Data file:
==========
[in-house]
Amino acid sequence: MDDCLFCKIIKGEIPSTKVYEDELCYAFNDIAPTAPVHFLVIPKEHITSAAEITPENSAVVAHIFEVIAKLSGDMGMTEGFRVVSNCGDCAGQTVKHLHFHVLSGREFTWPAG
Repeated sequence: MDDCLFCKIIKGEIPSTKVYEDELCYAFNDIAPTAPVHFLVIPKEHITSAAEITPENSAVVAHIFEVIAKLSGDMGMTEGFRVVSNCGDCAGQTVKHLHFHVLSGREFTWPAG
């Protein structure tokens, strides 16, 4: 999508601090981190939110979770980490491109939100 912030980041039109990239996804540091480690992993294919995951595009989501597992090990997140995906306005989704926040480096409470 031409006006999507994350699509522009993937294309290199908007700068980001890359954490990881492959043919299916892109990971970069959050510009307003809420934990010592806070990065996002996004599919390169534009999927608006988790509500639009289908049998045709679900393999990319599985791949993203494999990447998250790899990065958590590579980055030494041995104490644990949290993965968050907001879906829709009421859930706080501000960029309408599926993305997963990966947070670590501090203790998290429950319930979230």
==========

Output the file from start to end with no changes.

[in-house]
Amino acid sequence: MDDCLFCKIIKGEIPSTKVYEDELCYAFNDIAPTAPVHFLVIPKEHITSAAEITPENSAVVAHIFEVIAKLSGDMGMTEGFRVVSNCGDCAGQTVKHLHFHVLSGREFTWPAG
Repeated sequence: MDDCLFCKIIKGEIPSTKVYEDELCYAFNDIAPTAPVHFLVIPKEHITSAAEITPENSAVVAHIFEVIAKLSGDMGMTEGFRVVSNCGDCAGQTVKHLHFHVLSGREFTWPAG
């Protein structure tokens, strides 16, 4: 999508601090981190939110979770980490491109939100 912030980041039109990239996804540091480690992993294919995951595009989501597992090990997140995906306005989704926040480096409470 031409006006999507994350699509522009993937294309290199908007700068980001890359954490990881492959043919299916892109990971970069959050510009307003809420934990010592806070990065996002996004599919390169534009999927608006988790509500639009289908049998045709679900393999990319599985791949993203494999990447998250790899990065958590590579980055030494041995104490644990949290993965968050907001879906829709009421859930706080501000960029309408599926993305997963990966947070670590501090203790998290429950319930979230």